Have music teachers become an endangered species?
By Raschid Osman
June 27, 2004
NOT too long from now, should things remain as they are, The Guyana Music Teachers Association might just fold up its tent and slip away into the night.
For the number of music teachers in the Co-operative Republic is dwindling alarmingly, and the species is clearly endangered.
"At the moment we have no teachers for voice, violin, guitar, woodwind nor brass, and the number of piano teachers we do have is dwindling," lamented a Guyana Music Teachers Association member in an interview last week.
The piano tuner is also an endangered species, and when the current complement disappears, well...
A piano teacher herself, Marilyn Dewar, the Association's secretary, explained that the organisation's mandate is to cover music teachers, assisting in procuring for them books and music and information of new things musical. And this is not always easy, she says, for Guyana is just a bit too far removed from classical music centres.
Music teachers here are affiliated to the Royal School of Music in London, and officials there are sometimes instrumental in facilitating music examinations and other programmes in Guyana.
Each year, music students here do theory and practical exams for the Royal School of Music, with examiners coming once a year for the practical examinations. He examines about 120 students annually, mostly piano students, ranging from Grade One to Eight.
The Royal School is aware of the problem of teachers here acquiring music books when they come out, and so the School allows books for examinations in one year to be used in the following year, allowing the books to reach Guyana and be studied by students for their exams.
"This means that books for the 2003 examinations, for instance, may be used for the 2004 examinations," Mrs. Dewar explains.
Academia is also playing a hand in removing students from music.
"We lose students as they move up in school," says Mrs. Dewar." Not too long after they start music lessons they have lessons in school, lessons for SSEE and then lessons for CXC and then A Levels and then off to University or some other time-consuming course. There are a few who would stay with the music, but too many really."
As for music in schools, this is more the exception rather than the rule. A few top schools such as Bishops' High, Queen's College and St. Joseph High offer music, along with a few private schools such as the Marian Academy and the New Guyana School.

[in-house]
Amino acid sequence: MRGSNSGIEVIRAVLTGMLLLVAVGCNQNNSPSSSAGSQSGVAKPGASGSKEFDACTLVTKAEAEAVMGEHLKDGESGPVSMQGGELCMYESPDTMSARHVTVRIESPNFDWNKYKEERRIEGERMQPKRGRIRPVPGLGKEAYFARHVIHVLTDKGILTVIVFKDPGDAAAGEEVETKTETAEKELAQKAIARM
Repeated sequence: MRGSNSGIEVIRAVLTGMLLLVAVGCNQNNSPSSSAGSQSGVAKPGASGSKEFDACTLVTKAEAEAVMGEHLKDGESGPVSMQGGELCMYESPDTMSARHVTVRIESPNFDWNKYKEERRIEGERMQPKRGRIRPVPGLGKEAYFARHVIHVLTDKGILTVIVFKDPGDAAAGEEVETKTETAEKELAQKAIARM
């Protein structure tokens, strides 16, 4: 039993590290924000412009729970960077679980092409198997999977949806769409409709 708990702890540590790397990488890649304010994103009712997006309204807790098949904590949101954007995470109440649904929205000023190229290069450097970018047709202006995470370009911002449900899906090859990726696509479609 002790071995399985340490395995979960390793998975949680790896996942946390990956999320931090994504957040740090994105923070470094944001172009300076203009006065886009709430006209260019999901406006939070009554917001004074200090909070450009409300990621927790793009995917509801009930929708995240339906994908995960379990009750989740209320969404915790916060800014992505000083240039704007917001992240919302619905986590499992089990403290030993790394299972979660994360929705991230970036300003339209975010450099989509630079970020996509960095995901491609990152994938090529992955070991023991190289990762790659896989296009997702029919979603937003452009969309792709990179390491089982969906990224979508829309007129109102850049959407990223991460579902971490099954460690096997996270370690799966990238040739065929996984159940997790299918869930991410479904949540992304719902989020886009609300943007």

"Many of our competent musicians live overseas and we try ever so often to get them to come home, even for a month or two to have classes, but we are hardly ever successful," says Mrs. Dewar.
Of course, the ideal would be to have a good music school here, and the general feeling is that if one is established, there would be enough students to make the project viable. And of course the school would attract teachers.
Mrs. Dewar recalls the not-so-long ago when music festivals were staged with performances by school children. The musical festival was a vehicle for identifying talent and many of Guyana's musicians came out this way. Pianist Ray Luck and baritone Frank Daniels come easily to mind, a considerable flowering that emerged from the Music Festival.
The Ministry of Culture Youth and Sport has plans to arouse some interest in the performing arts through a series of festivals planned over the next few months. There were three evenings of poetry reading recently and a festival of choral music is planned for July. This is commendable and could be a useful beginning.
But there is much more to be done. Training in music is vital to building talent and the music teacher is indispensable in this exercise. And of course the school is the best place to start.
It would be a pity if good music disappears from us, if our children stop making music and performing, if our steelbands slip into further mediocrity and our vocalists sing without the finesse that makes the exercise worthwhile.
Historians know fully well that it is our culture that enriches the spirit more than anything else, providing a panacea for the many ills that beset us.
If one is allowed to paraphrase the Bard, "My kingdom for a good music school."